The notoriously private Kelis said the leaked pictures of Rihanna (following the 2009 assault by ex-boyfriend Chris Brown) prompted her to end the marriage. This is the second time the Illmatic rapper has been accused of physical abuse in an intimate relationship. Carmen Bryan, most famously remembered as the woman between Jay-Z and Nas during their long ago beef, also alleged the latter was abusive when asked about the affair. Nas has an album set to drop June 15, and it’s unclear how this news will will impact the rollout of his first new project in six years. The project was, of course, recently announced by and is being produced by Kanye West. Which brings us to…

Kanye West — I’m tired of hearing about Kanye West, but here I am writing about him. The thing that irks me about his gluttony of tweets is how they’re manipulated—by him and the powers around him. Chance The Rapper tweeting that black people don’t have to be Democrats in defense of Kanye’s pro-Trump tweets is true.

And Kanye putting a stress on “free thinking” is important, too. Groupthink is an epidemic in our society. But here’s where the tweets become a problem. Kanye rocking a Make America Great Again hat and praising Trump only enables 45 and the energy around him. Look at how quick Trump was to retweet West thanking him for his support (while he remains quiet on an American hero). Or notice how Donald Trump Jr. now retweets Kim Kardashian.

This isn’t the promotion of free thinking as Kanye says, just cynical manipulation of what he’s saying.

R. Kelly — Where we are: Legendary radio jock Tom Joyner has vowed to never again play R. Kelly’s music on his radio show. Kelley’s publicist, assistant and lawyer all peace’d out on him following new sexual misconduct allegations in BBC Three’s new documentary R. Kelly: Sex, Girls and Videotapes.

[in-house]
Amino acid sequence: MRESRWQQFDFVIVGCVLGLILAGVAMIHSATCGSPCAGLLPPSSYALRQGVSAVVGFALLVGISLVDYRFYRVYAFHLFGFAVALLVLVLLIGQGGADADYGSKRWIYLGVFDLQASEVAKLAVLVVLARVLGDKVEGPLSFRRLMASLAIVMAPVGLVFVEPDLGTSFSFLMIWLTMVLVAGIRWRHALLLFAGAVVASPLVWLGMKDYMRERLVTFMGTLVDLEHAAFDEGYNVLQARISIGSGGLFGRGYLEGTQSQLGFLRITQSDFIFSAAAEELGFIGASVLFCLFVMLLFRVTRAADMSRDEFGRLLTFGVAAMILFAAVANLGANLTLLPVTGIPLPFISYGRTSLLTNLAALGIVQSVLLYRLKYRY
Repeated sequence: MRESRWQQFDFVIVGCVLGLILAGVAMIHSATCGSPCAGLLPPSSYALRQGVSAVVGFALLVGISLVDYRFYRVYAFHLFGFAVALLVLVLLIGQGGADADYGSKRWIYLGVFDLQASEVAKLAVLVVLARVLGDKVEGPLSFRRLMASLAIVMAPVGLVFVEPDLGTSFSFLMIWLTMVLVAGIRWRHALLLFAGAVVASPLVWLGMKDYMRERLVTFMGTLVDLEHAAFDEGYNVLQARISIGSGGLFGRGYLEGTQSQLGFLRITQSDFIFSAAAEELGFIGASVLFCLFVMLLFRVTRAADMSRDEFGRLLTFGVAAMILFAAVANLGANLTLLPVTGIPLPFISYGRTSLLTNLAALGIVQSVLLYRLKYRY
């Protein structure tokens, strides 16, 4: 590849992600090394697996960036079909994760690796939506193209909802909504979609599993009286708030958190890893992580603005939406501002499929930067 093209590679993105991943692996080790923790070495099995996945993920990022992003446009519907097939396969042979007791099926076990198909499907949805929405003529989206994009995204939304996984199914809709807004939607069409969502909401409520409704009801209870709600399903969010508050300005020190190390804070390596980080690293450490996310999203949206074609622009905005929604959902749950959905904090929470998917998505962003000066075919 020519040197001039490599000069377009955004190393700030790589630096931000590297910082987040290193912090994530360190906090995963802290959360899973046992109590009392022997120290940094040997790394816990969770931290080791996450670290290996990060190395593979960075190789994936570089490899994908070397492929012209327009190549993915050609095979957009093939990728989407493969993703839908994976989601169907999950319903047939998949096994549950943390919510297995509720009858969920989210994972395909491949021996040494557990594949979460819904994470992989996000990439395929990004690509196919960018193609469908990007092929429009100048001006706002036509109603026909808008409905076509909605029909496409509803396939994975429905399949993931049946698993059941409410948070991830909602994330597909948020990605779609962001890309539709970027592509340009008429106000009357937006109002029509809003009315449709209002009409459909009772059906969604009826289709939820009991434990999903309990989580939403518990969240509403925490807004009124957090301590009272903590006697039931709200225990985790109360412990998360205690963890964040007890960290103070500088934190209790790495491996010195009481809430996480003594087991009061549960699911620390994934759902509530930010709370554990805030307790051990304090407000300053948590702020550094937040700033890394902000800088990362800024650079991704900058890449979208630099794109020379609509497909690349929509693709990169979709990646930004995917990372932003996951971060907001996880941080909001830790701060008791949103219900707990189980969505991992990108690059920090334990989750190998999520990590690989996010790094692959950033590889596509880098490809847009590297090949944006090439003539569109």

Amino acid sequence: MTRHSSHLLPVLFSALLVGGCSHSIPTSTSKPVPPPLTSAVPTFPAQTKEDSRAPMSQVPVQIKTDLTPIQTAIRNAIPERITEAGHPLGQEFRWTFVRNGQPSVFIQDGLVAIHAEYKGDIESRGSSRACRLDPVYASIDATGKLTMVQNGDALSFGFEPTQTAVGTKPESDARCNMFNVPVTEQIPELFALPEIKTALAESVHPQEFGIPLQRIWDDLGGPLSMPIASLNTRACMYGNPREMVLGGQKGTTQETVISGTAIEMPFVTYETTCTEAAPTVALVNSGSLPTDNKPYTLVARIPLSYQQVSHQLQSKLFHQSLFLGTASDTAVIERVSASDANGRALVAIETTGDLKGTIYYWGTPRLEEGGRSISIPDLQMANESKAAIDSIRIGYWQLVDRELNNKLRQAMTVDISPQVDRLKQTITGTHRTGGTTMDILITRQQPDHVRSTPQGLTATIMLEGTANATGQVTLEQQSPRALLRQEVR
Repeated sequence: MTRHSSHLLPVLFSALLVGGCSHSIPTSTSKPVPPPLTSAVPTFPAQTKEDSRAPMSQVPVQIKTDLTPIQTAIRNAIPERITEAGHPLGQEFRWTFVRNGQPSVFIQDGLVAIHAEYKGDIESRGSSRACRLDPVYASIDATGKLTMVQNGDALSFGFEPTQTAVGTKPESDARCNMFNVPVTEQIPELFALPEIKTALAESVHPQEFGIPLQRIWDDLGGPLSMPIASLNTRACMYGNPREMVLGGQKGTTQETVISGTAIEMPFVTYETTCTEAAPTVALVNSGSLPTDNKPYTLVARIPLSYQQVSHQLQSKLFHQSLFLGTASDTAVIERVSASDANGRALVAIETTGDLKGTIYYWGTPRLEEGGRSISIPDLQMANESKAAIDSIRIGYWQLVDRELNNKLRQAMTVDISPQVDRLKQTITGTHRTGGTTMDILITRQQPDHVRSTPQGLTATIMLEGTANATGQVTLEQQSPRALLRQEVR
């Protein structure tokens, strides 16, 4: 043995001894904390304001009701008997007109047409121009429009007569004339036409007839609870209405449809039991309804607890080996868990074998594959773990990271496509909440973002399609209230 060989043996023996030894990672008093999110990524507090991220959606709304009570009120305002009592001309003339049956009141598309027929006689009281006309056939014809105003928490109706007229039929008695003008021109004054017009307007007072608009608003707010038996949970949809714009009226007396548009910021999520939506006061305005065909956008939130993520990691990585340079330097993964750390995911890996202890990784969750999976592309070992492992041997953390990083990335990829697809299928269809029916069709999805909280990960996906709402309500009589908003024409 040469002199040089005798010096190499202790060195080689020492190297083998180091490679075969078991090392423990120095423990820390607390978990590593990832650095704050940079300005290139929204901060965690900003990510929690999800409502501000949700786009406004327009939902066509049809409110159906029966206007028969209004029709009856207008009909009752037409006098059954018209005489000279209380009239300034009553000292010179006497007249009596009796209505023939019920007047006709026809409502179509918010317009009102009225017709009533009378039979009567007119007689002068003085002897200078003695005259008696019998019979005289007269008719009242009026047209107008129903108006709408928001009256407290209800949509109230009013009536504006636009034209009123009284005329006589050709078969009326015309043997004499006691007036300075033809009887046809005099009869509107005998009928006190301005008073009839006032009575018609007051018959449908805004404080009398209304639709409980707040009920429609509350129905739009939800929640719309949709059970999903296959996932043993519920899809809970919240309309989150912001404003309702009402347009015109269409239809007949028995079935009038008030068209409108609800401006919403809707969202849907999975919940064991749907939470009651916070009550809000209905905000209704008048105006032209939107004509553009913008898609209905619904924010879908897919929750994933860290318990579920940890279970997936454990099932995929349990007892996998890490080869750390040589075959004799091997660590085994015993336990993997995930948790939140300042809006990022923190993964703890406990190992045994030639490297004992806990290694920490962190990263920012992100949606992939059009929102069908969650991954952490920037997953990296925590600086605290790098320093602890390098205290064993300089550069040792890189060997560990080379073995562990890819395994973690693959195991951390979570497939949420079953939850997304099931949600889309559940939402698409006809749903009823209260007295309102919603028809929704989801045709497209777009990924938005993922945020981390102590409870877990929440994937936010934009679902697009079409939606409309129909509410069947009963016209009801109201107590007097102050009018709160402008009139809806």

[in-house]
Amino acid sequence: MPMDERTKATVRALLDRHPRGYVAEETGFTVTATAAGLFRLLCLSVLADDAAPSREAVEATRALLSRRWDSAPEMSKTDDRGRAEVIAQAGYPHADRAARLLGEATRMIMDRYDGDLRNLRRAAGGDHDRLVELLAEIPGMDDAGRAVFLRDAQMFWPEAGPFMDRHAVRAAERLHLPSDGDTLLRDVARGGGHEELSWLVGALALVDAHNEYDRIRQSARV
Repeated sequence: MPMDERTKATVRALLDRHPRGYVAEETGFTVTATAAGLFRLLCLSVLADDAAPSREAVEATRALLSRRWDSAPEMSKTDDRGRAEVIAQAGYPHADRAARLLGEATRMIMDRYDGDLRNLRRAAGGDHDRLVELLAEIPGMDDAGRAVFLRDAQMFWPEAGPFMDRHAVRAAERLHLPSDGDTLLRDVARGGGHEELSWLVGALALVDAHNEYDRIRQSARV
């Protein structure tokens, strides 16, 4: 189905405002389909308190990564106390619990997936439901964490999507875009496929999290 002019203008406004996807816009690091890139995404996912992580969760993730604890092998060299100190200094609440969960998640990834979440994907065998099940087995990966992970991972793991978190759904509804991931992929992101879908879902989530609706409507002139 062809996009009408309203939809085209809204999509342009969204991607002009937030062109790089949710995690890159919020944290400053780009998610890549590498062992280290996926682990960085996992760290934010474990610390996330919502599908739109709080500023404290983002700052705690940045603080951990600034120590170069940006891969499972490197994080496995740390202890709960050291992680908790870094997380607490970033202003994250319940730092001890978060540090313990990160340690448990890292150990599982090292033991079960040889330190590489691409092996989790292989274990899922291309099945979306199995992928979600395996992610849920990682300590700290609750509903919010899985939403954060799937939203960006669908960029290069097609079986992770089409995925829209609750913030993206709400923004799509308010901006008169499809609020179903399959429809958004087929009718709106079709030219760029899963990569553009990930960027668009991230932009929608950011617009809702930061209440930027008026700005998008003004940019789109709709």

There are also allegations that he is the leader of a sex cult in which women are being held against their will. All of these things happened this month. It seems he has used his music and the influence that comes with celebrity to manipulate young women and their families for years. There is no separation between the two. None.

Diamond & Silk — I know very little about Diamond and Silk, real names Lynette Hardaway and Rochelle Richardson, who fashion themselves President Donald Trump’s most outspoken and loyal supporters. I do know they’re blasphemous for giving a bad name to both Lisa Raye’s character in The Players Club and to the R&B group that gave us “Meeting In My Bedroom.” I also know they’re “famous” (strong emphasis on the quotation marks) because they’re two black women who are strong pro-Trump supporters. Somehow they found their way to Capitol Hill to testify before the House Judiciary Committee with regard to supposed filtering practices by social media platforms. They were, of course, subsequently caught lying under oath.

Please. Put this week in rice.

 

Why a Jack Johnson pardon would be easier for Trump than Obama

The first black heavyweight champ went to prison for sex with white women

6:02 PMThe good ol’ U.S.A. loves itself some celebrity drama because we’re the country that places so much value on it. And now we living in a society that never goes dark. Tweets, updates, IG captions, investigative reports, social videos, headlines, notifications, group chat gifs pop through our screens so relentlessly … very few stories even get shelf lives. Tristan Thompson’s recent cheating fiasco? Already old news and the Cleveland Cavaliers haven’t even made it out the first round. But some weeks? Like this one? You just want to delete every social app from your phone and go back to the days of dial-up internet and printing out MapQuest directions. It’s truly confounding.


Bill Cosby — He was found guilty today on all three counts of aggravated indecent assault against Andrea Constand, a former Temple University employee whom he’d mentored. When I asked my grandma how she felt about the allegations against Cosby over a year ago and her logic was simple, “Ain’t nobody gonna say the same thing about you 50 times over multiple decades and it not be some element of truth behind it.” With each count carrying up to 10 years in prison, the likelihood is that Cosby—an American icon via his transcendent The Cosby Show, and later A Different World—will spend his remaining days behind bars. There’s a possibility the sentences could be served concurrently, but regardless the sentence is the coup de grace in one of the most public downfalls for one of the world’s most well-known entertainers—and more importantly perhaps a moment of closure for the women who accused him of similar acts of nonconsensual aggression. This is a week though, that “Bill Cosby is going to die in jail” might not even be the wildest of the week.